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When I presented a set at the Jerome Indie Film & Music Festival in 2014, the programming was clear. I'd programmed sets for six previous events and the various sci-fi shorts I'd selected from Arizona constituted 82 minutes. Easy!
Well, returning to this festival a year later to host a new set, I found it wasn't quite so easy to follow suit. I'd programmed sets for six events since Jerome 2014, which included thirteen short Arizona films, but the festival and I promptly ruled seven of them out, leaving only six viable for a new set that wouldn't be long enough to work.
Here's why I dropped those seven titles... Three were films I'd screened the previous year but then reused at other events to new audiences and I didn't want to repeat at Jerome. I'd also screened a fourth in 2014, Closed Quarters, because the festival had asked me to, but it would otherwise have shifted to my 2015 set because I'd independently obtained permission to screen it at FANtasm. Two others had already played Jerome in regular programming, so those were out too to avoid repetition. The last was a film which had been independently submitted to the festival in 2015 and accepted for a couple of other sets, including the setpiece Verde Valley train ride, so it was out for mine.
The other difference was that I'd only selected sci-fi films for my 2014 set in Jerome, because the majority of events I'd programmed were for sci-fi cons and so I'd predominantly programmed sci-fi films. The only Arizona film I excluded from my 2014 Jerome set was Helsing, as it would have been the only horror short in a sci-fi set. However, as I've been expanding since then to cons that feature other genres, my list of six Arizona films constituted three horror shorts, two sci-fi shorts and one steampunk music video. So, clearly, my Jerome set wasn't just going to be sci-fi this time out!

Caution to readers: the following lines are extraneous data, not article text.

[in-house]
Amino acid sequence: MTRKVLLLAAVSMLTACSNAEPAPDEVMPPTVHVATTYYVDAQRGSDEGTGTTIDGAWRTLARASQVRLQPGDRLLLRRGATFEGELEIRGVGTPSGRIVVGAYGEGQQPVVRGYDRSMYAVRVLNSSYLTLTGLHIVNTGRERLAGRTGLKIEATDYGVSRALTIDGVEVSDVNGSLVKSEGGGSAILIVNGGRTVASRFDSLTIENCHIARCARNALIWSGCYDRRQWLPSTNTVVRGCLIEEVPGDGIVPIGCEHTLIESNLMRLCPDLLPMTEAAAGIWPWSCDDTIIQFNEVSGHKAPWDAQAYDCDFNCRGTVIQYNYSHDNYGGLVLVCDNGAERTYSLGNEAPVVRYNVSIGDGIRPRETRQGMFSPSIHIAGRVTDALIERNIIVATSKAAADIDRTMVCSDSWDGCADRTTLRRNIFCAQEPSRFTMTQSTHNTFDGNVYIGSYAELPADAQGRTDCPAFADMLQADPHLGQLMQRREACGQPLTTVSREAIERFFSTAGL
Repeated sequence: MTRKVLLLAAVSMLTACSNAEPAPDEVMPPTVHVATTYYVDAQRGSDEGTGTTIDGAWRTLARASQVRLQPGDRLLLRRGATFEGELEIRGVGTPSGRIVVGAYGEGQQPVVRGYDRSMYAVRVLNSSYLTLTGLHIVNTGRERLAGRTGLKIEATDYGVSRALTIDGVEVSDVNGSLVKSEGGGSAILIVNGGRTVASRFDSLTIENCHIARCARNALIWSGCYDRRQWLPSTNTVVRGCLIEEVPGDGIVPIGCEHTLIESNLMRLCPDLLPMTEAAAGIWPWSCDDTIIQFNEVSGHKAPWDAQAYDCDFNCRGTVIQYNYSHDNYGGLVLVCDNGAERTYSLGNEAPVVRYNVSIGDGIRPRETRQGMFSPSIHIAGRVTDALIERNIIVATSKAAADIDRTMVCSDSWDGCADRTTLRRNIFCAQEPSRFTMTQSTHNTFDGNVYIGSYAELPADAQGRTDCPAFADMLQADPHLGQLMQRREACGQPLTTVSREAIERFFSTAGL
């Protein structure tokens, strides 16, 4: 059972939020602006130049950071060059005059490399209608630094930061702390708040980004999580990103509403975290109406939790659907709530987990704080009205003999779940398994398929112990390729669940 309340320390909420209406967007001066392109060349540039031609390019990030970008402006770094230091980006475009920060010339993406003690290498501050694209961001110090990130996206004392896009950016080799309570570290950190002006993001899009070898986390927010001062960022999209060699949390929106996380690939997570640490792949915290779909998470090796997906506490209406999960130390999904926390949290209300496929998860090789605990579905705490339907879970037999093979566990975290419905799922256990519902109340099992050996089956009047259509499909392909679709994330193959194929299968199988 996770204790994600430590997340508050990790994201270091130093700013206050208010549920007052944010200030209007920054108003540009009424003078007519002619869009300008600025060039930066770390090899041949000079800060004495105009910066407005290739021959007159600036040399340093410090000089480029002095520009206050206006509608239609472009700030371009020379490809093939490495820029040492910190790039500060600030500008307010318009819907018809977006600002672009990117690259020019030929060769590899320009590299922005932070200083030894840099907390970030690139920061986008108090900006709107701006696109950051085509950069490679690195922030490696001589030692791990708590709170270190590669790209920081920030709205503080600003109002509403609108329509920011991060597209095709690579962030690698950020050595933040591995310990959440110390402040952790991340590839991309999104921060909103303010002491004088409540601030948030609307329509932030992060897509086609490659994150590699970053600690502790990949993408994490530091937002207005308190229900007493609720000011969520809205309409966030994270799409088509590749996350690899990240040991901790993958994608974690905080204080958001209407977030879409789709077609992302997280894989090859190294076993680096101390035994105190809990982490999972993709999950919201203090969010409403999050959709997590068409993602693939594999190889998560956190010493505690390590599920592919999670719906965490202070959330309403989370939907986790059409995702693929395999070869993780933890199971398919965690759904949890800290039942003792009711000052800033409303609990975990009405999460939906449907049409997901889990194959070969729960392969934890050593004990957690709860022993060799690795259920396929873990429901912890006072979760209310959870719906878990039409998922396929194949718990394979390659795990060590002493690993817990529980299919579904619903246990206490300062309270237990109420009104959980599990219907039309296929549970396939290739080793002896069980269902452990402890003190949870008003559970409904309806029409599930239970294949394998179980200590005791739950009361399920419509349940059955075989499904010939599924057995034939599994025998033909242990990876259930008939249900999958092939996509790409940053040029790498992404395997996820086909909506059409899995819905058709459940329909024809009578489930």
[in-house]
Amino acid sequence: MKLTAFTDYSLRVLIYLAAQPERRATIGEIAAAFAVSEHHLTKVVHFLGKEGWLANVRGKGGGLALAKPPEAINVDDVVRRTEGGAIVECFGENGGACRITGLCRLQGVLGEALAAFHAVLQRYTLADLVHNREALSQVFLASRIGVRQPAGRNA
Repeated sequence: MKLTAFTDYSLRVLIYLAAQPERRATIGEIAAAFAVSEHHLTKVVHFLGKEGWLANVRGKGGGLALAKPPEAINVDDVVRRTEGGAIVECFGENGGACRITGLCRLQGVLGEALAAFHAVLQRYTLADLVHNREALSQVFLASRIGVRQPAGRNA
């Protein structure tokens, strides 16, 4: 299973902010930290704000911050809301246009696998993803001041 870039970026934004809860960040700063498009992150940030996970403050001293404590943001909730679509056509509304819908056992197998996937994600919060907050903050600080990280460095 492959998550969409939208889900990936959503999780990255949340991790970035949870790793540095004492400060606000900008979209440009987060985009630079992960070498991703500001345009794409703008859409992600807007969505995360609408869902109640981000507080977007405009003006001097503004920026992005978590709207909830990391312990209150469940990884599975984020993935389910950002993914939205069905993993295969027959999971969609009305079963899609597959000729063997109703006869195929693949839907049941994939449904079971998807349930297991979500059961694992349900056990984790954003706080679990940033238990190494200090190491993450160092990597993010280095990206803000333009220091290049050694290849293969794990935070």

I looked around for some other Arizona titles worthy of inclusion and found three that would break up the various tones of the set nicely and make it flow well: one horror short, one sci-fi short and one that really has to be defined as both. I call it a horror/sci-fi set.
My choice to include Arizona shorts in my mini-film festivals was partly aimed to showcase local cinema but mostly to allow filmmakers to attend and do Q&As, as Jim Politano, writer and producer of The Class Analysis kindly did in Jerome in 2015. Thanks, Jim! However, with 2016 promising to send me to a few different cities and states to host events, I'm not sure how well this will scale geographically and I may need to reevaluate the concept behind this set if I'm asked to return to Jerome for a third year.
|1||Hellytubby||2012||2m||Matt Iseminger||Conquistador Cats||USA||YouTube|
|2||Timeline Two||2015||5m||Adolpho Navarro||N'Raged Media||USA||IMDb|
|3||Where Terror Sleeps||2014||10m||Jake Roberts||Mr Beagle Productions||USA||Vimeo|
|4||Ouroboros||2014||15m||Alexander Broderick||University of Advancing Technology||USA||AL||IMDb|
|5||The Class Analysis||2014||15m||Webb Pickersgill||Dreamlook Productions||USA||AL||IMDb|
|6||The Babooshka Beast||2014||8m||Adolpho Navarro||N'Raged Media||USA||YouTube|
|7||Vault of Souls: The Pact||2006||5m||Kevin R Phipps||Intellectual Machine